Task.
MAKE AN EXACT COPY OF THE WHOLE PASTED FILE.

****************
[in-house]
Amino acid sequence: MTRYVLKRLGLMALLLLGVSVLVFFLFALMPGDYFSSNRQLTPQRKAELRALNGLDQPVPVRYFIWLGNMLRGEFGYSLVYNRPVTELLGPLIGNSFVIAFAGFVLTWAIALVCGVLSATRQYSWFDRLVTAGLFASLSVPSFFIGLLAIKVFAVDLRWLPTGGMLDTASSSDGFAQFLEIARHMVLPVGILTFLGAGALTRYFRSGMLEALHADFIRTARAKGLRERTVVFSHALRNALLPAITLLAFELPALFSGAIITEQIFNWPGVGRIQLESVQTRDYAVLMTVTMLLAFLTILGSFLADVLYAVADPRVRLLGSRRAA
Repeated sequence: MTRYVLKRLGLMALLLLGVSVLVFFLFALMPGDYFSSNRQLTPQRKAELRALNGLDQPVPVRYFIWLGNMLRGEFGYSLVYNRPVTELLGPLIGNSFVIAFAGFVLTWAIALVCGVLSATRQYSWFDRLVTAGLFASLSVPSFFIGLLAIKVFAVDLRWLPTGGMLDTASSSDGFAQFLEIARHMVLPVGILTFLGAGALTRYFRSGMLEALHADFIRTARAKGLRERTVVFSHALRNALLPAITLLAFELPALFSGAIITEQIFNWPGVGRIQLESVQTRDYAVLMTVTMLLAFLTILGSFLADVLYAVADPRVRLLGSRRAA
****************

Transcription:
[in-house]
Amino acid sequence: MTRYVLKRLGLMALLLLGVSVLVFFLFALMPGDYFSSNRQLTPQRKAELRALNGLDQPVPVRYFIWLGNMLRGEFGYSLVYNRPVTELLGPLIGNSFVIAFAGFVLTWAIALVCGVLSATRQYSWFDRLVTAGLFASLSVPSFFIGLLAIKVFAVDLRWLPTGGMLDTASSSDGFAQFLEIARHMVLPVGILTFLGAGALTRYFRSGMLEALHADFIRTARAKGLRERTVVFSHALRNALLPAITLLAFELPALFSGAIITEQIFNWPGVGRIQLESVQTRDYAVLMTVTMLLAFLTILGSFLADVLYAVADPRVRLLGSRRAA
Repeated sequence: MTRYVLKRLGLMALLLLGVSVLVFFLFALMPGDYFSSNRQLTPQRKAELRALNGLDQPVPVRYFIWLGNMLRGEFGYSLVYNRPVTELLGPLIGNSFVIAFAGFVLTWAIALVCGVLSATRQYSWFDRLVTAGLFASLSVPSFFIGLLAIKVFAVDLRWLPTGGMLDTASSSDGFAQFLEIARHMVLPVGILTFLGAGALTRYFRSGMLEALHADFIRTARAKGLRERTVVFSHALRNALLPAITLLAFELPALFSGAIITEQIFNWPGVGRIQLESVQTRDYAVLMTVTMLLAFLTILGSFLADVLYAVADPRVRLLGSRRAA